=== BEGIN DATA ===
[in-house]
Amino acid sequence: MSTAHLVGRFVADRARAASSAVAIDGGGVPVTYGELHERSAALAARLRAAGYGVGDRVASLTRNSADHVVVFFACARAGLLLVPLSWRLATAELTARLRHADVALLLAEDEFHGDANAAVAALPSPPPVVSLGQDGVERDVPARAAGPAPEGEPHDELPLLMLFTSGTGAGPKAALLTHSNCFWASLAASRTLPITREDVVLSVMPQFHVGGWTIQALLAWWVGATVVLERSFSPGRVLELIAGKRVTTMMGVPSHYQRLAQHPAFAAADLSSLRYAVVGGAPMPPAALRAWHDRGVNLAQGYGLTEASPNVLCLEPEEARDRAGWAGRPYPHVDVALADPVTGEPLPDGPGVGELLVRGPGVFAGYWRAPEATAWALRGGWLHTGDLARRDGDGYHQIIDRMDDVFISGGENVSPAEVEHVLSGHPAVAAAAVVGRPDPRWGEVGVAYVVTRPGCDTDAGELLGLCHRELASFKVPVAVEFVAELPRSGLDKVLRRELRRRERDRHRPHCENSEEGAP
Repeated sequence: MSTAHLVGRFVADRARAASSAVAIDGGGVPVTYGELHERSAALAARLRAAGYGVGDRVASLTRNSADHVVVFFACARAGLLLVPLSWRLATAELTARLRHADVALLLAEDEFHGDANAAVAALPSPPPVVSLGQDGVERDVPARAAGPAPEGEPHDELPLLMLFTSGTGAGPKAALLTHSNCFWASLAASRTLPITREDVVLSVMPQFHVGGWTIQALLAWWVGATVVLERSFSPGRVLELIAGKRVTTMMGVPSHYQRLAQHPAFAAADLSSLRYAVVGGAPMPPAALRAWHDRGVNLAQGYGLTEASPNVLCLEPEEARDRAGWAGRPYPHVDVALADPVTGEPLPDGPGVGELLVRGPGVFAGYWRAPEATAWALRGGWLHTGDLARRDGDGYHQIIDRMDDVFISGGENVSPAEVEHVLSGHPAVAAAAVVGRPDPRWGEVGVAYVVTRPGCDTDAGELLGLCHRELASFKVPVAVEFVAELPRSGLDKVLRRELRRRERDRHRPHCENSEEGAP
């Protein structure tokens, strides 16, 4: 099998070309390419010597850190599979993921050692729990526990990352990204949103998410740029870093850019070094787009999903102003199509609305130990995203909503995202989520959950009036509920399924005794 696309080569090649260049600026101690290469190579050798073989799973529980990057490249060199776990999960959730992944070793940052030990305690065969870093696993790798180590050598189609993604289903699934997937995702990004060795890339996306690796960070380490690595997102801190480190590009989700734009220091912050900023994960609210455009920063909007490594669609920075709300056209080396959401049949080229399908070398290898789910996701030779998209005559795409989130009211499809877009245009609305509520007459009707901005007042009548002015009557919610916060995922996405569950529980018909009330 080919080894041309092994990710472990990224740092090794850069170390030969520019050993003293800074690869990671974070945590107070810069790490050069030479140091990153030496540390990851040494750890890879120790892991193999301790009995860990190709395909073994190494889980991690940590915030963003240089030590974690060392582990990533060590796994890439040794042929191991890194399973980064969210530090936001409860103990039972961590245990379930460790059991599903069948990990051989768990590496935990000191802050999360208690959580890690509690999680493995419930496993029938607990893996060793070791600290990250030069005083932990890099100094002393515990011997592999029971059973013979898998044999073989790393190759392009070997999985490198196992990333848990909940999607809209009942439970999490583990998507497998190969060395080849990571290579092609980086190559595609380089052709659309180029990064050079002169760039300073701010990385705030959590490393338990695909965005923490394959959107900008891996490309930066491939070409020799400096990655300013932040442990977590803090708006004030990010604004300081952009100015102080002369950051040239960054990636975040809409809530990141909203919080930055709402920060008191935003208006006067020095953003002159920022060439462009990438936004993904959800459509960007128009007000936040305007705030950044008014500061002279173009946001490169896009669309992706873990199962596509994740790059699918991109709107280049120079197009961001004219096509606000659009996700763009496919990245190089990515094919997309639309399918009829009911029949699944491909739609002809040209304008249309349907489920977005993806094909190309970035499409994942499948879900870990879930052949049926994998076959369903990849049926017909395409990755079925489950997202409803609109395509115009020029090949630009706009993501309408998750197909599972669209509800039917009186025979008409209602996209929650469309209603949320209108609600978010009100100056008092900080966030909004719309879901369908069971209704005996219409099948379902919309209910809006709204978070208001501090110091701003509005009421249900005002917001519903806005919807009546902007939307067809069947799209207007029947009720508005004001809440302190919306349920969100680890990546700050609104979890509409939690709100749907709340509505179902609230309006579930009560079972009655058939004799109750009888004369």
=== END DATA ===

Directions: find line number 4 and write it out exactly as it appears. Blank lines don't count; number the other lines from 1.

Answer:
């Protein structure tokens, strides 16, 4: 099998070309390419010597850190599979993921050692729990526990990352990204949103998410740029870093850019070094787009999903102003199509609305130990995203909503995202989520959950009036509920399924005794 696309080569090649260049600026101690290469190579050798073989799973529980990057490249060199776990999960959730992944070793940052030990305690065969870093696993790798180590050598189609993604289903699934997937995702990004060795890339996306690796960070380490690595997102801190480190590009989700734009220091912050900023994960609210455009920063909007490594669609920075709300056209080396959401049949080229399908070398290898789910996701030779998209005559795409989130009211499809877009245009609305509520007459009707901005007042009548002015009557919610916060995922996405569950529980018909009330 080919080894041309092994990710472990990224740092090794850069170390030969520019050993003293800074690869990671974070945590107070810069790490050069030479140091990153030496540390990851040494750890890879120790892991193999301790009995860990190709395909073994190494889980991690940590915030963003240089030590974690060392582990990533060590796994890439040794042929191991890194399973980064969210530090936001409860103990039972961590245990379930460790059991599903069948990990051989768990590496935990000191802050999360208690959580890690509690999680493995419930496993029938607990893996060793070791600290990250030069005083932990890099100094002393515990011997592999029971059973013979898998044999073989790393190759392009070997999985490198196992990333848990909940999607809209009942439970999490583990998507497998190969060395080849990571290579092609980086190559595609380089052709659309180029990064050079002169760039300073701010990385705030959590490393338990695909965005923490394959959107900008891996490309930066491939070409020799400096990655300013932040442990977590803090708006004030990010604004300081952009100015102080002369950051040239960054990636975040809409809530990141909203919080930055709402920060008191935003208006006067020095953003002159920022060439462009990438936004993904959800459509960007128009007000936040305007705030950044008014500061002279173009946001490169896009669309992706873990199962596509994740790059699918991109709107280049120079197009961001004219096509606000659009996700763009496919990245190089990515094919997309639309399918009829009911029949699944491909739609002809040209304008249309349907489920977005993806094909190309970035499409994942499948879900870990879930052949049926994998076959369903990849049926017909395409990755079925489950997202409803609109395509115009020029090949630009706009993501309408998750197909599972669209509800039917009186025979008409209602996209929650469309209603949320209108609600978010009100100056008092900080966030909004719309879901369908069971209704005996219409099948379902919309209910809006709204978070208001501090110091701003509005009421249900005002917001519903806005919807009546902007939307067809069947799209207007029947009720508005004001809440302190919306349920969100680890990546700050609104979890509409939690709100749907709340509505179902609230309006579930009560079972009655058939004799109750009888004369």